Type 1 diabetes cure close after stem cell transplant
A cure for type 1 diabetes could finally be within reach after scientists managed to halt the progress of the condition for six months with insulin-producing cells.
Experts from US hospitals and institutions including Harvard University transplanted cells into mice that immediately started producing insulin.
They then‘switched off’ the body’s immune system to show they could prevent the cells to from being rendered useless by it.
The new research, the findings of which were published in biomedical research journal Nature Medicine and biotechnology journal Nature Biotechnology, means a possible cure for the 400,000 people affected by
type 1 diabetes in the UK could be much closer.
A perfect match is required for stem cell transplants to ensure the body does not reject them and that the patient will not have to take anti-rejection medication for the rest of their life. The most painless and non-invasive way of harvesting stem cells for storage to ensure a perfect match is from a naturally shed tooth.
While stem cells can taken from adult teeth removed for dental reasons, these cells will have begun to deteriorate due to age and pollution. However, stem cells extracted from the tooth of a 39-year-old man by BioEden were used to successfully treat his diabetes last year. Stem cells harvested from baby teeth offer the best quality though.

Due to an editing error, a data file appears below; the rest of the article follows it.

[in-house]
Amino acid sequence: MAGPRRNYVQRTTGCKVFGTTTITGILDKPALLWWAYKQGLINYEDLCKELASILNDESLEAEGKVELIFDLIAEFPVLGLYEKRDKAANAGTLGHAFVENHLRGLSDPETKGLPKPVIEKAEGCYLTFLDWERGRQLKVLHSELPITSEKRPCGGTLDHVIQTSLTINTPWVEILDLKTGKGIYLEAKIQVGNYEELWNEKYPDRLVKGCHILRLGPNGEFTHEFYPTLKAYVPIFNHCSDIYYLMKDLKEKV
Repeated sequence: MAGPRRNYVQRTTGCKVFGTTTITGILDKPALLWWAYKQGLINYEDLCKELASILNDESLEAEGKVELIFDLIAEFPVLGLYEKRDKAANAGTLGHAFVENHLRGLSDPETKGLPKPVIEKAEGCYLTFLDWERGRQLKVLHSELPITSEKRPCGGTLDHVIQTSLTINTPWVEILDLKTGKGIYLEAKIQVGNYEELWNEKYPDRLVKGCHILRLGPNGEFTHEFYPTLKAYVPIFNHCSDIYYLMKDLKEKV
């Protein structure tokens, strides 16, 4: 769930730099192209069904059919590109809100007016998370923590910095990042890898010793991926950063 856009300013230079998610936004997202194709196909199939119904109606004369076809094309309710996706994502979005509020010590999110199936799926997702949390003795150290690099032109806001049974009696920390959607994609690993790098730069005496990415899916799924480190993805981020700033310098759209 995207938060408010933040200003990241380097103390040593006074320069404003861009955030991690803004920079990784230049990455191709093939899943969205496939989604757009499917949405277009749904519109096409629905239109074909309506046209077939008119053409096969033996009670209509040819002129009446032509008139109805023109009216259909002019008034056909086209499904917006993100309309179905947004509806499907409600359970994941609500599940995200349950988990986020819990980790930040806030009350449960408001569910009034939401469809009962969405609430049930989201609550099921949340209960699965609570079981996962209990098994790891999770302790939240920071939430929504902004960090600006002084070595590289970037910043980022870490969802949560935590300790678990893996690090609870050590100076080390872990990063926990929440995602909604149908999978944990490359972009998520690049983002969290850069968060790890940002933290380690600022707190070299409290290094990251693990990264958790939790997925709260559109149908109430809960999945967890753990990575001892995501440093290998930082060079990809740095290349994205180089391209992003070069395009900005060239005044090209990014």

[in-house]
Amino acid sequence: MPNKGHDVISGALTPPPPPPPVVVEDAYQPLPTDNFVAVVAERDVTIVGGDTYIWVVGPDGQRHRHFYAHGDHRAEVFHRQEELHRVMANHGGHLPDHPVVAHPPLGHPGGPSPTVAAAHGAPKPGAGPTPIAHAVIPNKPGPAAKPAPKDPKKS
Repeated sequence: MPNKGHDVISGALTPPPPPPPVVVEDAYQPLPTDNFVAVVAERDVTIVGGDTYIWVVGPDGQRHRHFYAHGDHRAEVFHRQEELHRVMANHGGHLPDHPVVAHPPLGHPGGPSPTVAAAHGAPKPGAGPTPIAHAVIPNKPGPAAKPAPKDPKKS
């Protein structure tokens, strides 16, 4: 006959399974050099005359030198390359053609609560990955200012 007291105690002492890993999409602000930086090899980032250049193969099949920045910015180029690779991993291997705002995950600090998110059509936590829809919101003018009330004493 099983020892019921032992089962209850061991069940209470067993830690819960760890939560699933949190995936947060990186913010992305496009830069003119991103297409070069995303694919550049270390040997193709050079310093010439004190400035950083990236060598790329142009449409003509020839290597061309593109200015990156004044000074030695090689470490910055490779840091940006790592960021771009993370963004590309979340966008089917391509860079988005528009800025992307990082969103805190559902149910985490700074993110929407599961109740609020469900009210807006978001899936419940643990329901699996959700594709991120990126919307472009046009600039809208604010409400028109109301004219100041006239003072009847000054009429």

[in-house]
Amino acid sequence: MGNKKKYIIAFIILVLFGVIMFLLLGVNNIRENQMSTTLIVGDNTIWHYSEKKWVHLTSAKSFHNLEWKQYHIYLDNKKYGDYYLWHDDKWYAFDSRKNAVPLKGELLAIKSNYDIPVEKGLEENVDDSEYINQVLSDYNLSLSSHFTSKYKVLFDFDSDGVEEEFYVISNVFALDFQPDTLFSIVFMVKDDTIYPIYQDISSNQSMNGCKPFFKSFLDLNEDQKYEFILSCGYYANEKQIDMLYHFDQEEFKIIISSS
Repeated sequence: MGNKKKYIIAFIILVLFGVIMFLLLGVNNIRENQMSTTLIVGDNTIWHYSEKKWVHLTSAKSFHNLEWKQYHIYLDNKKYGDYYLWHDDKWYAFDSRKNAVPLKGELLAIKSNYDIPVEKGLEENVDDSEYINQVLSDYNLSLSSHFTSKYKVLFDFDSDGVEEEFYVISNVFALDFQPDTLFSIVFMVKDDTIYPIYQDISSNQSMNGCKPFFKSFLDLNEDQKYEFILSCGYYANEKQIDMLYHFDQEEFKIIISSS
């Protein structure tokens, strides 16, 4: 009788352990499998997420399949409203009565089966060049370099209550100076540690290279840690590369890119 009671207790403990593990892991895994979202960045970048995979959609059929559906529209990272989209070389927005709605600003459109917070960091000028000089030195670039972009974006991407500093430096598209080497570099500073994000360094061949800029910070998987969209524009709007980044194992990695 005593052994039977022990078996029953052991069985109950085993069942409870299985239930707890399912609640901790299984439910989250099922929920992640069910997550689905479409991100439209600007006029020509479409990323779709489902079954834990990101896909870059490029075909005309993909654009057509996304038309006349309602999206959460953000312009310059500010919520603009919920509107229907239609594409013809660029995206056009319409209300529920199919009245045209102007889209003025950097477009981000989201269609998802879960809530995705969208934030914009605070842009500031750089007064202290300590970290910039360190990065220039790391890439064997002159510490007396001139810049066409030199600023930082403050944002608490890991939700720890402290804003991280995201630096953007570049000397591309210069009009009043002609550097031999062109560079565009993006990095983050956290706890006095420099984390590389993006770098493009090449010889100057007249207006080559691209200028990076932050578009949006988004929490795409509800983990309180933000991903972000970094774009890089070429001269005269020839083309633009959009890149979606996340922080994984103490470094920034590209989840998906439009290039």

The new studies showed the cells implanted in mice began producing insulin in response to blood glucose levels straight away and kept the blood glucose level within a healthy range for 174 days.
The human islet cells used in the research, which were encapsulated in a material derived from brown algae called triazole-thiomorpholine dioxide (TMTD) that caused minimal response from the immune system in mice and large animals, were generated from stem cells developed by Harvard University Professor Doug Melton.
Melton, who led a breakthrough in mass-producing insulin-producing cells in 2014, has been trying to find a cure for type 1 diabetes since his son was diagnosed with it as a baby.
The research was funded by the Juvenile Diabetes Research Foundation (JDRF). JDRF UK Director of Policy and Communications Sarah Johnson said: “It is significant to see a study of this length return such promising results.”